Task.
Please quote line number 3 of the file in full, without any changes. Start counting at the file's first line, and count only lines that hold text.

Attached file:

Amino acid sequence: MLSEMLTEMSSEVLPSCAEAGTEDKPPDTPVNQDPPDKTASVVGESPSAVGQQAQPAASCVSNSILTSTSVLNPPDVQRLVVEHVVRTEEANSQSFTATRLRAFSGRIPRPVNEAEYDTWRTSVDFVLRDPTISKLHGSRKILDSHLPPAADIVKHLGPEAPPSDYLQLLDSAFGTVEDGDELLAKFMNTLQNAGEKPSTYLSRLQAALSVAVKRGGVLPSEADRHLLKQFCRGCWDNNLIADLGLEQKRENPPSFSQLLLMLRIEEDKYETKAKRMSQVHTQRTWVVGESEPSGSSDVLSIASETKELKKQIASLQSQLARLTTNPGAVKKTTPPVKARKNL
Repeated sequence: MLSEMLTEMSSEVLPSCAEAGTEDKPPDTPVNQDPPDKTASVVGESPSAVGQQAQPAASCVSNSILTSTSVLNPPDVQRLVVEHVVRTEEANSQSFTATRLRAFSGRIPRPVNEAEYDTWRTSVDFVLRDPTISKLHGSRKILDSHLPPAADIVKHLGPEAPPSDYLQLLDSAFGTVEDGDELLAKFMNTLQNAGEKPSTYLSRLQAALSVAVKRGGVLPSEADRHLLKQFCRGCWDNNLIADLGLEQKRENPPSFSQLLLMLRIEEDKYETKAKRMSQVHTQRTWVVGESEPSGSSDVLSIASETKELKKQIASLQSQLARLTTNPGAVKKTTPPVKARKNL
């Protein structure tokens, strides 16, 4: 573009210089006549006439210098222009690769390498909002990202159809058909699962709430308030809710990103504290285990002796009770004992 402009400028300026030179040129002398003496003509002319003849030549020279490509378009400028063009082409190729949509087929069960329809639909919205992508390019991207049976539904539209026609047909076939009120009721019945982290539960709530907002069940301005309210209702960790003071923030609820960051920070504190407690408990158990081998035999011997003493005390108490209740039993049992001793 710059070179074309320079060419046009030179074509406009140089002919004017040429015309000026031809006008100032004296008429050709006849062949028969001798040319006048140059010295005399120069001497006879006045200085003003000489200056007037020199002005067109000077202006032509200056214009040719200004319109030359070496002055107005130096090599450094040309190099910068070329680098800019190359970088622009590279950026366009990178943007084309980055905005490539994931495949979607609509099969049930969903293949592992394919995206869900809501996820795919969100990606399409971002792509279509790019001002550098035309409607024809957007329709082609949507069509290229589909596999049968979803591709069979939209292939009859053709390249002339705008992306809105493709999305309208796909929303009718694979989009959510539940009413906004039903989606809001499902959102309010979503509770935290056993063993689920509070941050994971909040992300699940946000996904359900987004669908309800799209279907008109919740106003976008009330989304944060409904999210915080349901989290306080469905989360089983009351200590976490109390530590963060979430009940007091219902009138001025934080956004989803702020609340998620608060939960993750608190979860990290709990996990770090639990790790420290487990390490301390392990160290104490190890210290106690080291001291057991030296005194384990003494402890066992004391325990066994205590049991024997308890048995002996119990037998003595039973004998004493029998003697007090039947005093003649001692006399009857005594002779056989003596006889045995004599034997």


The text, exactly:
């Protein structure tokens, strides 16, 4: 573009210089006549006439210098222009690769390498909002990202159809058909699962709430308030809710990103504290285990002796009770004992 402009400028300026030179040129002398003496003509002319003849030549020279490509378009400028063009082409190729949509087929069960329809639909919205992508390019991207049976539904539209026609047909076939009120009721019945982290539960709530907002069940301005309210209702960790003071923030609820960051920070504190407690408990158990081998035999011997003493005390108490209740039993049992001793 710059070179074309320079060419046009030179074509406009140089002919004017040429015309000026031809006008100032004296008429050709006849062949028969001798040319006048140059010295005399120069001497006879006045200085003003000489200056007037020199002005067109000077202006032509200056214009040719200004319109030359070496002055107005130096090599450094040309190099910068070329680098800019190359970088622009590279950026366009990178943007084309980055905005490539994931495949979607609509099969049930969903293949592992394919995206869900809501996820795919969100990606399409971002792509279509790019001002550098035309409607024809957007329709082609949507069509290229589909596999049968979803591709069979939209292939009859053709390249002339705008992306809105493709999305309208796909929303009718694979989009959510539940009413906004039903989606809001499902959102309010979503509770935290056993063993689920509070941050994971909040992300699940946000996904359900987004669908309800799209279907008109919740106003976008009330989304944060409904999210915080349901989290306080469905989360089983009351200590976490109390530590963060979430009940007091219902009138001025934080956004989803702020609340998620608060939960993750608190979860990290709990996990770090639990790790420290487990390490301390392990160290104490190890210290106690080291001291057991030296005194384990003494402890066992004391325990066994205590049991024997308890048995002996119990037998003595039973004998004493029998003697007090039947005093003649001692006399009857005594002779056989003596006889045995004599034997």